On August 24, 2010, staff from the Sustainability Office presented a report to the Board of County Commissioners on the Frederick County Greenhouse Gas Emissions Inventory. The report addresses emissions attributed to county government operations as well as the community-at-large. The report and inventory were supported by funding from the U.S. Department of Energy.

Energy-Related Grants
OSER has experience managing energy-related grants.  Award Number DE-SC0002637 was made in the amount of $659,800 and covered the time period from September 2009 - September 2012. OSER is an EPA Climate Showcase Community grantee. Through this grant, it has developed the Green Homes Challenge, which includes residential sustainability challenges to reduce electricity and other fuel consumption in the Power Saver and Green Leader Challenges, and to implement renewable energy projects in the Renewable Star Challenge.

This grant also includes Solarize Frederick County – a county-wide volume purchasing initiative for solar electric and solar thermal systems that includes local incentive grants with a goal of 60 renewable energy systems by December 2013. OSER is a DHCD Be Smart grantee with residential energy audit and retrofit program, contractor registry, and online Green Homes Challenge projects. OSER also worked with Frederick County Public Schools to install a solar photovoltaic energy system at Oakdale High School as part of MEA’s Project Sunburst.

Energy Efficient Practices

Frederick County is committed to implementing energy efficient practices in its own properties. It invested in USGBC LEED certification for the Brunswick Library, a 15,400 square-foot branch which opened in spring 2011. Frederick County has performed over 29 energy audits of its owned and occupied buildings and recently completed an Energy Efficiency Retrofits - County Buildings Project; that included HVAC efficiency upgrades at Rose Hill Maintenance Shop, Senior Center, and Pinecliff Park A-frame building; LED lighting retrofits in courthouse courtrooms and lobby; and a heat reflecting roof at the Emmitsburg Community Center. Traffic and signal lights have been upgraded to LEDs.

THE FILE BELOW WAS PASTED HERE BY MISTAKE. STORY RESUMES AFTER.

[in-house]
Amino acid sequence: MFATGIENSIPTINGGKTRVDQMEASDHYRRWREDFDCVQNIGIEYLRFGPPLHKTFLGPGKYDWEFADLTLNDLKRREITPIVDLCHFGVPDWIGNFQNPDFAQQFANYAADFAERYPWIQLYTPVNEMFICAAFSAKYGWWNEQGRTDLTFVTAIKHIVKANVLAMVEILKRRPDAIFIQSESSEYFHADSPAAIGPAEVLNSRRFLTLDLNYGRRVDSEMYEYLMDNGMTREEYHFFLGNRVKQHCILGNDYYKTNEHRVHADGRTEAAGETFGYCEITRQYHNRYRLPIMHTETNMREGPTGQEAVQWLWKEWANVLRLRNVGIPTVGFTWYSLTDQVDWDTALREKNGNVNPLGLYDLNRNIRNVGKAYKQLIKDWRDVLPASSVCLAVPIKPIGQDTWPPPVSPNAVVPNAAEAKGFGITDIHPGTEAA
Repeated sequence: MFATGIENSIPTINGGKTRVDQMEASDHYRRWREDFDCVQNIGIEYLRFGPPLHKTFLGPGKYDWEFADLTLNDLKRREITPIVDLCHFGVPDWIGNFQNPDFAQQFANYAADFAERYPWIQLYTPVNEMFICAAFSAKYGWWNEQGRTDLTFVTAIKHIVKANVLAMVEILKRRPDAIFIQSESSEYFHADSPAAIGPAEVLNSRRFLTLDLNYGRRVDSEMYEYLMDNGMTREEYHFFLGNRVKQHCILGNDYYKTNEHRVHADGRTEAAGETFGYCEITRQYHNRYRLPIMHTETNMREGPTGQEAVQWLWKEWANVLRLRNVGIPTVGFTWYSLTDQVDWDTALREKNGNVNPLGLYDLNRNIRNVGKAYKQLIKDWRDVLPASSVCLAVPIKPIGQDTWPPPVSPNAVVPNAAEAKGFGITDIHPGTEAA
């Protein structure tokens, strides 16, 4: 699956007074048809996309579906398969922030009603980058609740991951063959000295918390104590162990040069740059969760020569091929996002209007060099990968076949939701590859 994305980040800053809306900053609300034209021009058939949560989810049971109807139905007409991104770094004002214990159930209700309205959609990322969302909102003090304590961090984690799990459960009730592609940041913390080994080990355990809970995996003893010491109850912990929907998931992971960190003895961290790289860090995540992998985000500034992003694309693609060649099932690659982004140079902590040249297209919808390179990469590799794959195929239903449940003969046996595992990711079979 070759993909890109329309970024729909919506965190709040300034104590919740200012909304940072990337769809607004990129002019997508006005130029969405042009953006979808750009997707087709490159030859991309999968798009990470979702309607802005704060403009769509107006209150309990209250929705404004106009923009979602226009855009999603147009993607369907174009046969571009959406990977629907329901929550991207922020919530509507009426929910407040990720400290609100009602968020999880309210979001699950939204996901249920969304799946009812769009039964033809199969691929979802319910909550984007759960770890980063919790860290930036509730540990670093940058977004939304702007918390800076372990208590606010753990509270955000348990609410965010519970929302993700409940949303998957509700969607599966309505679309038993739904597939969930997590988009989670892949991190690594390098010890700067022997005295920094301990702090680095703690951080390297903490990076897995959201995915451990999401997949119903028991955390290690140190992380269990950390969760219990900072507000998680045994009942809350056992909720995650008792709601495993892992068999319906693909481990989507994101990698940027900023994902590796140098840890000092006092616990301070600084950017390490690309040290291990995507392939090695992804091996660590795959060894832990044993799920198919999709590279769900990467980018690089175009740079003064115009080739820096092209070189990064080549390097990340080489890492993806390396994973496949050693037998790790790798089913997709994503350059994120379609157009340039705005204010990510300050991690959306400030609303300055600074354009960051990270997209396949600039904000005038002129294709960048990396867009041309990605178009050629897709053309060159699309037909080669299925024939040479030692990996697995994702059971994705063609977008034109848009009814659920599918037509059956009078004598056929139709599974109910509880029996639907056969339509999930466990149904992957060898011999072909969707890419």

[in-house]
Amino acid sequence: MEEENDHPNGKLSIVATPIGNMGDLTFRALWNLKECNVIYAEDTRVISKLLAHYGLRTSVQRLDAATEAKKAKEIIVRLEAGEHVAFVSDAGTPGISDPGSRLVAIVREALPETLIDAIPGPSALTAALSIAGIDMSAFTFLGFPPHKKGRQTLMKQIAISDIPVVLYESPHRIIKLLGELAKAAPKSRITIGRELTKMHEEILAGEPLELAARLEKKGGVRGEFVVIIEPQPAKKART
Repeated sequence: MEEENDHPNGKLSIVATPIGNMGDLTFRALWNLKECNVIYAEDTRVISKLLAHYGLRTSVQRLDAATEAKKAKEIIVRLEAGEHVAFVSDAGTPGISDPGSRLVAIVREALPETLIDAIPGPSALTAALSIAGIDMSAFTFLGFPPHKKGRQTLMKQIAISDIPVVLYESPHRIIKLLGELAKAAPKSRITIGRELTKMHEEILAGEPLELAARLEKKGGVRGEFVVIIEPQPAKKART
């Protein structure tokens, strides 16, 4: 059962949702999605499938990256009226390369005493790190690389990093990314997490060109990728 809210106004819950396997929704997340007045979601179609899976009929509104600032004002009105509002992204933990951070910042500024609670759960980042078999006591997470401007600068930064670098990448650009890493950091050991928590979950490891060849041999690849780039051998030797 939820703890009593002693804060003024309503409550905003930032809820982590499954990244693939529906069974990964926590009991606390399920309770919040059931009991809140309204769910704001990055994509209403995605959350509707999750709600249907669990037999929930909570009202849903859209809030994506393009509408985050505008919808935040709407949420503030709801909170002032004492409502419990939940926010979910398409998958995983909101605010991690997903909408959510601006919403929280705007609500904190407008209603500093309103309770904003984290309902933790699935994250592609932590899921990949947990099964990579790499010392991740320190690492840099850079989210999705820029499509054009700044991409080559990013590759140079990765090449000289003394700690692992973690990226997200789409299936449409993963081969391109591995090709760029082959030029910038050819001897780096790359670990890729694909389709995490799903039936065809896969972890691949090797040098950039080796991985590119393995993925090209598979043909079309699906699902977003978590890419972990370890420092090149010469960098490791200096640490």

Energy Efficient Private Sector

Frederick County is committed to energy efficiency in the private sector. In July 2012, Frederick County adopted the 2012 ICC International Building Code and the 2012 International Residential Code as required by Maryland law. OSER is working with graduate students from George Washington University to evaluate and improve incentives for green building in Frederick County. 5 county staff were LEED GA certified and 1 LEED AP certified.

Other Initiatives
  • Maryland Green Registry participant
  • OSER conducted an assessment of Power Management for Computers and Peripherals as part of an Urban Sustainability Director's Network initiative in 2012.
  • OSER publishes a quarterly newsletter. Archived newsletters are available.
  • OSER supports the Green section in the Frederick News-Post by sponsoring the feature and providing content. OSER is also a sponsor of the Frederick County Solar Homes Tour.
  • The BOCC and OSER have issued yearly “Frederick County Leadership in Energy and Sustainability Awards since 2011.
  • OSER participated in an assessment of potential solar photovoltaic installation at the Health Department, Adult Detention Center, and Catoctin Creek Nature Center in conjunction with a Metropolitan Washington Council of Governments and EPA Clean Energy Collaborative Procurement Initiative.